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Chapter 5

by: Brittany Woody

Chapter 5 EXP3604

Brittany Woody

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Lecture and book notes
Cognitive Psychology
Dr. Stagner
Class Notes
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This 4 page Class Notes was uploaded by Brittany Woody on Friday February 12, 2016. The Class Notes belongs to EXP3604 at University of Florida taught by Dr. Stagner in Spring 2016. Since its upload, it has received 23 views.

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Date Created: 02/12/16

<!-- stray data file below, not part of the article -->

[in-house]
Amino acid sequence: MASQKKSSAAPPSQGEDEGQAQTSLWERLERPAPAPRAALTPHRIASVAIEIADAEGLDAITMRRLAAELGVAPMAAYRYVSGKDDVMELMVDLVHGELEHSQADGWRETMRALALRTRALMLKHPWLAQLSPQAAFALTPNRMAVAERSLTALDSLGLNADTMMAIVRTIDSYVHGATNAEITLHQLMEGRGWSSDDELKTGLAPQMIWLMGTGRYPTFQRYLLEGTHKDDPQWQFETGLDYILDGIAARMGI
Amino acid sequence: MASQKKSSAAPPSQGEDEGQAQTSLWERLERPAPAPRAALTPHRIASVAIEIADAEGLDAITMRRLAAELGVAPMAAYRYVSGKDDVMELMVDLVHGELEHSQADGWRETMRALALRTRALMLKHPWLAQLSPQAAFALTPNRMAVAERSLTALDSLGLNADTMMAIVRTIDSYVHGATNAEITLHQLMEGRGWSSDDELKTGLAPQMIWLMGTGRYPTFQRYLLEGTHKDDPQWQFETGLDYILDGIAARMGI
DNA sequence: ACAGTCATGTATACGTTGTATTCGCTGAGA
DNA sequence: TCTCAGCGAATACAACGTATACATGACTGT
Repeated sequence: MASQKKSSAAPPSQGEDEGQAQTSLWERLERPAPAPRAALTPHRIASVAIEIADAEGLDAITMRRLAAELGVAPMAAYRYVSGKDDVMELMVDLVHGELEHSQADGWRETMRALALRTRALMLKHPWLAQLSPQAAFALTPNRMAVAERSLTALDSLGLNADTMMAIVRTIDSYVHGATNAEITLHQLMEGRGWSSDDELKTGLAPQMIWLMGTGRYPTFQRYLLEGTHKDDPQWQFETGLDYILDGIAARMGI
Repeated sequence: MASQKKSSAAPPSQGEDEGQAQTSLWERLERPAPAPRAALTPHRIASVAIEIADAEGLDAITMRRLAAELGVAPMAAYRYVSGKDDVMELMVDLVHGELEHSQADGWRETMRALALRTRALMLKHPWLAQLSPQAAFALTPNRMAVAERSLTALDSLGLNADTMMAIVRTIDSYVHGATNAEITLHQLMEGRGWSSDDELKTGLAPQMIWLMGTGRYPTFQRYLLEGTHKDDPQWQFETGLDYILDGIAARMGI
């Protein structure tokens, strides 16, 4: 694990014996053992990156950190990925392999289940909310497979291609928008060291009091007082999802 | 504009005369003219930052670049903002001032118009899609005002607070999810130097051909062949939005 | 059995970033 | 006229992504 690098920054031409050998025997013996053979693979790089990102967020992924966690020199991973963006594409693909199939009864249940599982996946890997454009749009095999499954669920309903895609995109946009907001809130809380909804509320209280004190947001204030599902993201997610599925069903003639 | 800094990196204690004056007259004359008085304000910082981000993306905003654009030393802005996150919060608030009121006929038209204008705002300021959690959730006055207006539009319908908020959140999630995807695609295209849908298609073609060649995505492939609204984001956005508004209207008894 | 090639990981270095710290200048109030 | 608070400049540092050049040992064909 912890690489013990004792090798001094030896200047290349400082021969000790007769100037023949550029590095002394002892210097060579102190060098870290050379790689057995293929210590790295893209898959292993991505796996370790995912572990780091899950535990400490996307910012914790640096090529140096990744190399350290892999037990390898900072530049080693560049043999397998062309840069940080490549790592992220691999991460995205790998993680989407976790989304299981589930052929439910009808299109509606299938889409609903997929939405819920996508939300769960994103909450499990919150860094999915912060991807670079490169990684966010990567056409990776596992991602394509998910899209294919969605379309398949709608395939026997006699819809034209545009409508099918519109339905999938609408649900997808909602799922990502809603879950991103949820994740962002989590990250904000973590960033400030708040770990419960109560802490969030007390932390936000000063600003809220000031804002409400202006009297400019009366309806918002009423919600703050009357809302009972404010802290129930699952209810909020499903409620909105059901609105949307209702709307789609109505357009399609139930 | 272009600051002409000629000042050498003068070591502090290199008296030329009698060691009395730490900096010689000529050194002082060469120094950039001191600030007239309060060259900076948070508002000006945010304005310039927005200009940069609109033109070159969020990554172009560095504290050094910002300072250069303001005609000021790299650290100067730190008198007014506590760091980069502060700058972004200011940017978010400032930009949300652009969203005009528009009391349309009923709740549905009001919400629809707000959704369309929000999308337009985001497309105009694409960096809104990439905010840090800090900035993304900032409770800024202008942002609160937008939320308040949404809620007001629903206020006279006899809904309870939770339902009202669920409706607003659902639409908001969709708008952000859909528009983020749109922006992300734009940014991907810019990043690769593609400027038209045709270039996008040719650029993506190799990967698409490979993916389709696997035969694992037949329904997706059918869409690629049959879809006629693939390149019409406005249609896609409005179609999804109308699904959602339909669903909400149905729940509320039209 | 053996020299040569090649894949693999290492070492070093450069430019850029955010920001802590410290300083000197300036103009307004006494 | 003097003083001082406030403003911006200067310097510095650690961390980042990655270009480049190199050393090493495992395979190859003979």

Module 5: Short-Term and Working Memory Lecture and Book notes - Memory: processes involved in retaining, retrieving, and using information about stimuli, images, events, ideas and kills after the original information is no longer present - Memory is active any time some past experience has an impact on how you think or behave now or in the future - Atkinson and Shriffin: Modal model of memory: called modal because it contains features of men of the memory models that were being proposed at the time three different types • Sensory memory: initial stage that holds all incoming information for seconds or fractions of a second • Short-term memory: holds five to seven items for about 15 to 20 seconds (repeating a phone number long enough to dial it then forgetting it) • Long-term memory: can hold a large amount of information for years or decades - Control processes: active processes that can be controlled by the person • Rehearsal: practicing information to help remember • Strategies used to make a stimulus more memorable (associating it with something else) • Strategies of attention that help you focus on specific stimuli - Sensory memory: the retention, for brief periods of time, of the effects of sensory stimulation • Information decays very quickly • Persistence of vision: retention of perception of light; Sparkler’s trail of light on Fourth of July • Holds large amount of information for a short period of time • Collects information from environment • Holds information for initial processing 1 • Fills in blanks - Measuring the capacity and duration of sensory memory: Sperling, 1960; flashed an array of letters quickly on a screen; participants asked to report as many as possible (called “whole report method”), 4.5 out of 12 letters (37.5%) were seen on average • Partial report method: focus only on one row; heard a tone that told them which row of letters to report; average of 3.3 out of 4 letters (82%); participants could report any of the rows • Delayed partial report method: presentation of the tone delayed for a fraction of a second after the letters were extinguished; performance decrease rapidly • This experiment uses iconic memory: brief sensory memory of things we see; responsible for persistence of vision - Echoic memory: brief sensory memory of things we hear; responsible for persistence of sound - Short-term memory: stores small amounts of information for a brief duration; includes both new information received from the sensory stores and information recalled from long-term memory; about 15-20 seconds when rehearsal is prevented - Miller's (1956) Magic number 7 (plus or minus two) provides evidence for the capacity of short term memory. Most adults can store between 5 and 9 items in their short-term memory. This idea was put forward by Miller and he called it the magic number 7 - Measuring duration of short-term memory: participants read three letters then a number, then begin counting down by three, then asked to recall the three letters; after 3 seconds of counting, participants performed at 80%; at 18 seconds, participants performed at 10% • reduction in performance is explained by the existence of decay, which is the vanishing of a memory trace due to the passage of time and exposure to competing stimuli - Proactive interference: occurs when information learned pervasively interferes with learning new information; your native language may make it more difficult to learn and remember a new foreign language - Retroactive interference: occurs when new learning interferes with remembering old learning; after you get a new phone number, you may have a difficult time remembering your old phone number 2 - Capacity of short-term memory: • digit span: how many digits can a person remember? typical result is 5-8 items; items usually single digits • Chunking: small units can be combined into larger meaningful units; a chunk is a collection of elements that are strongly associated with each other and weakly associated with element soft other chunks - Ericson study: trained a college student with average memory ability to use chunking; initial digit span of 7; after 230 one-hour training sessions, the student could remember up to 79 digits by chunking them into meaningful units - Working memory: similar concept to short-term memory: limited capacity system for temporary storage and manipulation of information for complex tasks such as comprehension, learning, and reasoning; damage to prefrontal cortex affects the ability to remember for short periods of time • differs from short term memory because it is concerned with processing and manipulation of information during complex tasks, not just holding information - Working memory has phonological loop, central executive, and visuospatial sketch pad - Experiments with monkeys: the nerve firing records show that the neuron was firing during the delay - Phonological similarity effect: words and letters that sound similar are easily confused - Word-length effect: memory of lists of words is better for short words then for long words; takes longer to rehearse long words and to produce them during recall - Articulatory suspension: prevents one from rehearsing items to be remembered; having participants speak a nonsensical language to prevent rehearsal; reduces memory span eliminates word-length effect and phonological similarity effect - Visuospatial sketch pad: visual imagery: creation of visual imagery in the mind in the absence of a physical visual stimulus; mental rotation task: participant imagines rating objects to match other objects; task with more rotation needed takes longer to perform - Working memory is set up to process different types of information simultaneously; but has trouble when similar types of information are presented at the same time 3 - Central executive: attention controlled; focuses, divides, and switches attention; surpasses irrelevant information - Episodic buffer: backup store that communicated with long term memory and working memory; holds information longer than working memory and has greater capacity than phonological loop and visuospatial sketch pad - 4